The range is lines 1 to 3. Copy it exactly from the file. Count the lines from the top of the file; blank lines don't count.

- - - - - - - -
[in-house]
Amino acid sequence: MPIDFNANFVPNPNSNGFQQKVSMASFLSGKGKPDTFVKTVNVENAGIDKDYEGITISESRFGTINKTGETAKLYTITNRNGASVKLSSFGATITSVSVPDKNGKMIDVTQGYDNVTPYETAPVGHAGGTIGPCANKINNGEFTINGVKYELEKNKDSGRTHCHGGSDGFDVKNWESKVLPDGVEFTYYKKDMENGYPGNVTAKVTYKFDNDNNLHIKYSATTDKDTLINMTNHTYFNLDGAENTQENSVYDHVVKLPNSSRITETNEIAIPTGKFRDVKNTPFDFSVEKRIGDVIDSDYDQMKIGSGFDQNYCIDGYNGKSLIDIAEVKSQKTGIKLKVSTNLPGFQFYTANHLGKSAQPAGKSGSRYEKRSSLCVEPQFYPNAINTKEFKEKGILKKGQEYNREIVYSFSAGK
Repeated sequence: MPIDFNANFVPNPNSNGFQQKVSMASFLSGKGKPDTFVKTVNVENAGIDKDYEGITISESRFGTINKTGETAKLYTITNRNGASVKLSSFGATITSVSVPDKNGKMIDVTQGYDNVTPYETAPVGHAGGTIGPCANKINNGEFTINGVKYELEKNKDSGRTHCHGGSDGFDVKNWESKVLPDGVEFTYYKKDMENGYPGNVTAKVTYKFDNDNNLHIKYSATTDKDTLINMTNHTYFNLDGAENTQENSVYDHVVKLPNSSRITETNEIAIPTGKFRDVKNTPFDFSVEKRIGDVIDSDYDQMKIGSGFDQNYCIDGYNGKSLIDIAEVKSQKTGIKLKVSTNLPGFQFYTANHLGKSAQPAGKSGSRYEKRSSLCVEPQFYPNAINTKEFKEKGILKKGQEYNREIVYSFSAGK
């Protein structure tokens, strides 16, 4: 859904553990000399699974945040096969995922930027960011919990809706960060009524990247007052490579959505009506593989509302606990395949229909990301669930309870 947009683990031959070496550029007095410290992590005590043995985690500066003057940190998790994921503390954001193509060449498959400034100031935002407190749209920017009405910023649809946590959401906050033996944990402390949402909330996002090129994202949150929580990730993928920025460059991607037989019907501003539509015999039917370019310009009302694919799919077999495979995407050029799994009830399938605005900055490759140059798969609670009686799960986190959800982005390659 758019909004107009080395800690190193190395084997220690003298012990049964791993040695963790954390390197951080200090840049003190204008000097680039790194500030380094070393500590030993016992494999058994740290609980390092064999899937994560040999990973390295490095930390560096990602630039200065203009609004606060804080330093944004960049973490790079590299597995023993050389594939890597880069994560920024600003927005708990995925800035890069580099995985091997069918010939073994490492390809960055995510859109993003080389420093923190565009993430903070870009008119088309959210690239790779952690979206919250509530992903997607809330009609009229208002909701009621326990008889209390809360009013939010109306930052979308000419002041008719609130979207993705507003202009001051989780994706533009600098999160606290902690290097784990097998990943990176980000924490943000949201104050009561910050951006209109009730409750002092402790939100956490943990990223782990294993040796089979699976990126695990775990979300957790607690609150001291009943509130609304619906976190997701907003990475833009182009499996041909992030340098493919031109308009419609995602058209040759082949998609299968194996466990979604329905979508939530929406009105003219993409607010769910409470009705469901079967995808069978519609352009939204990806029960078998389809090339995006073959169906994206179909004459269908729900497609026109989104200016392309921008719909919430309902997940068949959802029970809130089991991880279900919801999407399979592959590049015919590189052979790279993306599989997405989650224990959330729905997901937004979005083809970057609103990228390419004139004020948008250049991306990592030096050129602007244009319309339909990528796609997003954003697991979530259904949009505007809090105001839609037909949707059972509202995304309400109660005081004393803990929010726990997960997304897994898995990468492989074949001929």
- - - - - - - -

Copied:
[in-house]
Amino acid sequence: MPIDFNANFVPNPNSNGFQQKVSMASFLSGKGKPDTFVKTVNVENAGIDKDYEGITISESRFGTINKTGETAKLYTITNRNGASVKLSSFGATITSVSVPDKNGKMIDVTQGYDNVTPYETAPVGHAGGTIGPCANKINNGEFTINGVKYELEKNKDSGRTHCHGGSDGFDVKNWESKVLPDGVEFTYYKKDMENGYPGNVTAKVTYKFDNDNNLHIKYSATTDKDTLINMTNHTYFNLDGAENTQENSVYDHVVKLPNSSRITETNEIAIPTGKFRDVKNTPFDFSVEKRIGDVIDSDYDQMKIGSGFDQNYCIDGYNGKSLIDIAEVKSQKTGIKLKVSTNLPGFQFYTANHLGKSAQPAGKSGSRYEKRSSLCVEPQFYPNAINTKEFKEKGILKKGQEYNREIVYSFSAGK
Repeated sequence: MPIDFNANFVPNPNSNGFQQKVSMASFLSGKGKPDTFVKTVNVENAGIDKDYEGITISESRFGTINKTGETAKLYTITNRNGASVKLSSFGATITSVSVPDKNGKMIDVTQGYDNVTPYETAPVGHAGGTIGPCANKINNGEFTINGVKYELEKNKDSGRTHCHGGSDGFDVKNWESKVLPDGVEFTYYKKDMENGYPGNVTAKVTYKFDNDNNLHIKYSATTDKDTLINMTNHTYFNLDGAENTQENSVYDHVVKLPNSSRITETNEIAIPTGKFRDVKNTPFDFSVEKRIGDVIDSDYDQMKIGSGFDQNYCIDGYNGKSLIDIAEVKSQKTGIKLKVSTNLPGFQFYTANHLGKSAQPAGKSGSRYEKRSSLCVEPQFYPNAINTKEFKEKGILKKGQEYNREIVYSFSAGK